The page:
Discussion Guide for

Grit, Curiosity, and the Hidden Power of Character
By Paul Tough
Author of Whatever it Takes

About the Book
The story we usually tell about childhood and success is the one about intelligence: success comes to those who score highest on tests, from preschool admissions to SATs. In How Children Succeed, Paul Tough argues for a very different understanding of what makes a child successful. Drawing on groundbreaking research in neuroscience, economics, and psychology, Tough shows that the qualities that matter most have less to do with IQ and more to do with character: skills like grit, curiosity, conscientiousness, and optimism. How Children Succeed introduces a new generation of scientists and educators who are radically changing our understanding of how children develop character, how they learn to think, and how they overcome adversity. It tells the personal stories of young people struggling to stay on the right side of the line between success and failure. And it argues for a new way of thinking about how best to steer an individual child — or a whole generation of children — toward a successful future. This provocative and profoundly hopeful book will not only inspire and engage readers; it will also change our understanding of childhood itself.

Discussion Questions
1) In his introduction, Tough discusses the cognitive hypothesis — the commonly held assumption that success
depends primarily on cognitive skills. How is the cognitive hypothesis reflected in the curriculum you teach?

2) Tough notes that in the past decade researchers from disparate fields “have begun to produce evidence
that calls into question many of the assumptions behind the cognitive hypothesis.” What these researchers claim matters most is to help children develop such qualities as “persistence, self-control, curiosity, conscientiousness, grit, and self-confidence” (xv). Based on your own experience as an educator, do you agree with the findings of these researchers? In what ways does your school help cultivate these character traits within and outside the curriculum?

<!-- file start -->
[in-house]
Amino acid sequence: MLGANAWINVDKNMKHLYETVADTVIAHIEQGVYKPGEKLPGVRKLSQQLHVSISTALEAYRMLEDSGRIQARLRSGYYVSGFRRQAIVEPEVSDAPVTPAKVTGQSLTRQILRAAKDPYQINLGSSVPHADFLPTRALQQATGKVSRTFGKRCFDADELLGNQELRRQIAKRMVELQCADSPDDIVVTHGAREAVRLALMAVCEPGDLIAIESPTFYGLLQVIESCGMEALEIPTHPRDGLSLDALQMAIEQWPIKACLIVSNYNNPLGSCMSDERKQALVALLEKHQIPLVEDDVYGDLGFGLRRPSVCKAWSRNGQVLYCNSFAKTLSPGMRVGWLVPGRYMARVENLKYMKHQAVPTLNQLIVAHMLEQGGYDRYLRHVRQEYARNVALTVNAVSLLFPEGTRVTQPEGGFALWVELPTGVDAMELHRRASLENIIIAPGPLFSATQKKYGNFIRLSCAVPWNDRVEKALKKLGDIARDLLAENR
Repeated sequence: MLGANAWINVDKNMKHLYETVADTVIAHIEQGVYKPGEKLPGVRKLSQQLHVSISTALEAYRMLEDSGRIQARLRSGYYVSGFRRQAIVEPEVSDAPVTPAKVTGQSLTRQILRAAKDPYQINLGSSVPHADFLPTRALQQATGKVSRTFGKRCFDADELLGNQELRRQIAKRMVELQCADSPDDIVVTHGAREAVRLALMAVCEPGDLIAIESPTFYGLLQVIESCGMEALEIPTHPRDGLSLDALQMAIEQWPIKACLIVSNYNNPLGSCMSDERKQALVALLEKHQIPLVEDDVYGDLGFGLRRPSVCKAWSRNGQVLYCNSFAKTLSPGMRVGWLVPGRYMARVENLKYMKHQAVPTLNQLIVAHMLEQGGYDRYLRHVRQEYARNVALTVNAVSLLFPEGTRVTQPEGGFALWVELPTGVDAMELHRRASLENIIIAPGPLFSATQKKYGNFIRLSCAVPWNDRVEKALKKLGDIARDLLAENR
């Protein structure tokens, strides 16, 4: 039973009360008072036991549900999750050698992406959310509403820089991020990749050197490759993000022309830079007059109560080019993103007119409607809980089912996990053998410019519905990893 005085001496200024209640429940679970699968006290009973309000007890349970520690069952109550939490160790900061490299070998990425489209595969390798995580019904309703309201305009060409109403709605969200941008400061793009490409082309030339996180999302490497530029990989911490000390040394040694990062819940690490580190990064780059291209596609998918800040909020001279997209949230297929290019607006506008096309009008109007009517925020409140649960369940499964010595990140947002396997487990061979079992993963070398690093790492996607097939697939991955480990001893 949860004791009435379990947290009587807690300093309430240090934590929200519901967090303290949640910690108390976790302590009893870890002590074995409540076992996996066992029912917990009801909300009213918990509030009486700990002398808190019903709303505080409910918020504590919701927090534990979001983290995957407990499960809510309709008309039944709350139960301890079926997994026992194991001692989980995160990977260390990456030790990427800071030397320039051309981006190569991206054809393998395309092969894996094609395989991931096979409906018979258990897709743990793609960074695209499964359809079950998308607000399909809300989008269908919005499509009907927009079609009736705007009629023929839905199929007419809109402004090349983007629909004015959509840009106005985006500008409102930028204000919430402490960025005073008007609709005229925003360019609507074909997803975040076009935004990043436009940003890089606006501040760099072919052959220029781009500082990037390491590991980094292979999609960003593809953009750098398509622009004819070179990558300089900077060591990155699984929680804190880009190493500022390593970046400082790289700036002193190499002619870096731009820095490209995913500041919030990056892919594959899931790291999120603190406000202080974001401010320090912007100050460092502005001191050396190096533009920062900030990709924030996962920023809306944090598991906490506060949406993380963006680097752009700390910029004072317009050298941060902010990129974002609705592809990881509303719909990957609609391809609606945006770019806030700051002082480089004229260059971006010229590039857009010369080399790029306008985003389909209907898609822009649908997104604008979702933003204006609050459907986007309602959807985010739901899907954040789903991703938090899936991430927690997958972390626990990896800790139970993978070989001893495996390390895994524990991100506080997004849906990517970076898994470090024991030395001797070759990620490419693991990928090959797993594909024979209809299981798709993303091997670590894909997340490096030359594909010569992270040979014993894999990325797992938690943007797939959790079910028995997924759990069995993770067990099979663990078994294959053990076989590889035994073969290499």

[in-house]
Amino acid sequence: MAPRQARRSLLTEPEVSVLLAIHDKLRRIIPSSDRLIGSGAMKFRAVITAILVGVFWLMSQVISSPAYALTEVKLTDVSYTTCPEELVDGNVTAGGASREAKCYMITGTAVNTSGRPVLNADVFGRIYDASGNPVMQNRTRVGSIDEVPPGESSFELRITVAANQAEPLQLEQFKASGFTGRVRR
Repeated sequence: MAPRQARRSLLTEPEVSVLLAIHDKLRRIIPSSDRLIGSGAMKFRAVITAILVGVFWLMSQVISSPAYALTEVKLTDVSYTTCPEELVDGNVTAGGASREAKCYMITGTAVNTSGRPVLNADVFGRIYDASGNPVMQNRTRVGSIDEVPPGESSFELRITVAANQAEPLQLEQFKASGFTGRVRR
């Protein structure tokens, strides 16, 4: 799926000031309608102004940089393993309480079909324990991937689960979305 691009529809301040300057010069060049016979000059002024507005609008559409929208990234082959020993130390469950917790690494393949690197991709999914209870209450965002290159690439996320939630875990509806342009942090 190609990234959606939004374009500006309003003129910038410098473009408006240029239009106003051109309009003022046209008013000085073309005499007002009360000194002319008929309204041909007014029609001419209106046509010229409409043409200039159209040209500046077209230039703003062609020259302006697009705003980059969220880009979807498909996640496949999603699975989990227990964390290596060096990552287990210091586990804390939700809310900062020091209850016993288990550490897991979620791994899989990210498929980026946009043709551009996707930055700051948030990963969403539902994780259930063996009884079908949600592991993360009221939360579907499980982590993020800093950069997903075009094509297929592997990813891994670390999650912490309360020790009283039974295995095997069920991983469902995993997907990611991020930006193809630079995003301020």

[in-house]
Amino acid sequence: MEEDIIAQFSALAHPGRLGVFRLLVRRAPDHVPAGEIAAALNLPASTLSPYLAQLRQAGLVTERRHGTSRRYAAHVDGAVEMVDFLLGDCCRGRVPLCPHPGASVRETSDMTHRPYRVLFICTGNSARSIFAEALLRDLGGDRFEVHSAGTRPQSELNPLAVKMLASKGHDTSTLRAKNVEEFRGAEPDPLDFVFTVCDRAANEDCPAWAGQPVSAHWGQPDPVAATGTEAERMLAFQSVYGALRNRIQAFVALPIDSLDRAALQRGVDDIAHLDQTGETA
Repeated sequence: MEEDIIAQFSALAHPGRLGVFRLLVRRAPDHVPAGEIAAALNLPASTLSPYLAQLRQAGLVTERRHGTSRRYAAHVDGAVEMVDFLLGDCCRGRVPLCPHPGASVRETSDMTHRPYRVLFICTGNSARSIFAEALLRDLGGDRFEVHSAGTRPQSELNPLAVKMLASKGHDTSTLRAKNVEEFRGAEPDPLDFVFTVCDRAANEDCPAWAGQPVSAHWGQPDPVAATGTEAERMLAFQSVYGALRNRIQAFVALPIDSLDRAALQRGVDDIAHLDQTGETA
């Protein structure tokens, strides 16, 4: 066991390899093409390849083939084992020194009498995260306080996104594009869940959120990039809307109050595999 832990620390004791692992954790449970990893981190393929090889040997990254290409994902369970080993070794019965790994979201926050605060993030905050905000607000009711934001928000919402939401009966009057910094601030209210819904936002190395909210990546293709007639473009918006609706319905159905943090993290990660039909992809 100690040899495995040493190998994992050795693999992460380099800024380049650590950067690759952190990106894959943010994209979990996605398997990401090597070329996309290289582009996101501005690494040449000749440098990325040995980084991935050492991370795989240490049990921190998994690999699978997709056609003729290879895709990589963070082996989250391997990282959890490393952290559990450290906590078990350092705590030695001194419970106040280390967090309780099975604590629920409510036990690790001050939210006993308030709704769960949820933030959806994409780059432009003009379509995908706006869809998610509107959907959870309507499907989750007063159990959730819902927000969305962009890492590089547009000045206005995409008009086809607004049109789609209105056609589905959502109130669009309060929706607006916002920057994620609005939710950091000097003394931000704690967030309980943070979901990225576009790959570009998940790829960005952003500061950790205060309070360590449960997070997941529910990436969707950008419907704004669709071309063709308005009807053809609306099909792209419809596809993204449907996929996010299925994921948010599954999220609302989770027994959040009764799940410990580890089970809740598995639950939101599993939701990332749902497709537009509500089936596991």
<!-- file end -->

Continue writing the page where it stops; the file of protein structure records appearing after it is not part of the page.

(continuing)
3) Elizabeth Dozier, the principal of Fenger High School in Chicago, says she came to the realization that a
neighborhood school is a reflection of the community, and that “you can’t expect to solve the problems of a school without taking into account what’s happening in the community” (5). In what ways are challenges in your school a reflection of the problems in the community you serve? In what ways can your school strengthen ties with the community? How would a stronger connection with the community you serve benefit your school?

4) Tough writes, “Children who grow up in stressful environments generally find it harder to sit still, harder
to rebound from disappointments, and harder to follow directions” (17). What can teachers do to mitigate the stress that students bring with them to the classroom?

5) How can the extensive research Tough reports on the impact of poverty on the emotional and physical health
of children be addressed in the school environment?

6) Citing Keitha’s story as an example, Tough writes that “teenagers . . . have the ability — or at least the potential — to rethink and remake their lives in a way that younger children do not” (48). What are some examples from your own teaching experience of students making this turnaround from a course of near-certain failure to success?

7) Tough writes, “For many of us, character refers to something innate and unchanging, a core set of attributes
that define one’s very essence. Seligman and Peterson defined character in a different way: a set of abilities or strengths that are very much changeable — entirely malleable, in fact. They are skills you can learn; they are skills you can practice; and they are skills you can teach” (59). Do you agree with Seligman and Peterson’s definition of character? Can the character traits Tough says are essential to success be taught in the existing curriculum? Is it necessary to change the curriculum to accommodate the teaching of these character traits?